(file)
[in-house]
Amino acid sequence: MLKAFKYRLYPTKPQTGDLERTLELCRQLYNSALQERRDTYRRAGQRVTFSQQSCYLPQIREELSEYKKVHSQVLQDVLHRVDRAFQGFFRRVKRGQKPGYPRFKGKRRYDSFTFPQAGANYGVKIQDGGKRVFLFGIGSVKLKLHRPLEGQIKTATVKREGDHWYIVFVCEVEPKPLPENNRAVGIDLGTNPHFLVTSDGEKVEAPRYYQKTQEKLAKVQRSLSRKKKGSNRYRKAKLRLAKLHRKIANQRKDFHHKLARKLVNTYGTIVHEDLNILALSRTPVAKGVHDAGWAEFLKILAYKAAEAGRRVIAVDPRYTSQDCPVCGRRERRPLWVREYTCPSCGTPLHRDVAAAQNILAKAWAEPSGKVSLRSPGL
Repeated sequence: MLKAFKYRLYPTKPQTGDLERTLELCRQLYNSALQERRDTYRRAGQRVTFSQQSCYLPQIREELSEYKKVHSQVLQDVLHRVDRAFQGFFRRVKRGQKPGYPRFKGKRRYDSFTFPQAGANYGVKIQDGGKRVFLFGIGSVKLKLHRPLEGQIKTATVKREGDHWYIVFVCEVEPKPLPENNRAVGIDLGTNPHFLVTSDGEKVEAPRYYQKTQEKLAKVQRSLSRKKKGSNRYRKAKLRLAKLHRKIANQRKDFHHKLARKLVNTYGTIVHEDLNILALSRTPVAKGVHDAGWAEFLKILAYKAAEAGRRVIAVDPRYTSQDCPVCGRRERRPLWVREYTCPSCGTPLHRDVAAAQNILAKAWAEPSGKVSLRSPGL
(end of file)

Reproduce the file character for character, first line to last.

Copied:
[in-house]
Amino acid sequence: MLKAFKYRLYPTKPQTGDLERTLELCRQLYNSALQERRDTYRRAGQRVTFSQQSCYLPQIREELSEYKKVHSQVLQDVLHRVDRAFQGFFRRVKRGQKPGYPRFKGKRRYDSFTFPQAGANYGVKIQDGGKRVFLFGIGSVKLKLHRPLEGQIKTATVKREGDHWYIVFVCEVEPKPLPENNRAVGIDLGTNPHFLVTSDGEKVEAPRYYQKTQEKLAKVQRSLSRKKKGSNRYRKAKLRLAKLHRKIANQRKDFHHKLARKLVNTYGTIVHEDLNILALSRTPVAKGVHDAGWAEFLKILAYKAAEAGRRVIAVDPRYTSQDCPVCGRRERRPLWVREYTCPSCGTPLHRDVAAAQNILAKAWAEPSGKVSLRSPGL
Repeated sequence: MLKAFKYRLYPTKPQTGDLERTLELCRQLYNSALQERRDTYRRAGQRVTFSQQSCYLPQIREELSEYKKVHSQVLQDVLHRVDRAFQGFFRRVKRGQKPGYPRFKGKRRYDSFTFPQAGANYGVKIQDGGKRVFLFGIGSVKLKLHRPLEGQIKTATVKREGDHWYIVFVCEVEPKPLPENNRAVGIDLGTNPHFLVTSDGEKVEAPRYYQKTQEKLAKVQRSLSRKKKGSNRYRKAKLRLAKLHRKIANQRKDFHHKLARKLVNTYGTIVHEDLNILALSRTPVAKGVHDAGWAEFLKILAYKAAEAGRRVIAVDPRYTSQDCPVCGRRERRPLWVREYTCPSCGTPLHRDVAAAQNILAKAWAEPSGKVSLRSPGL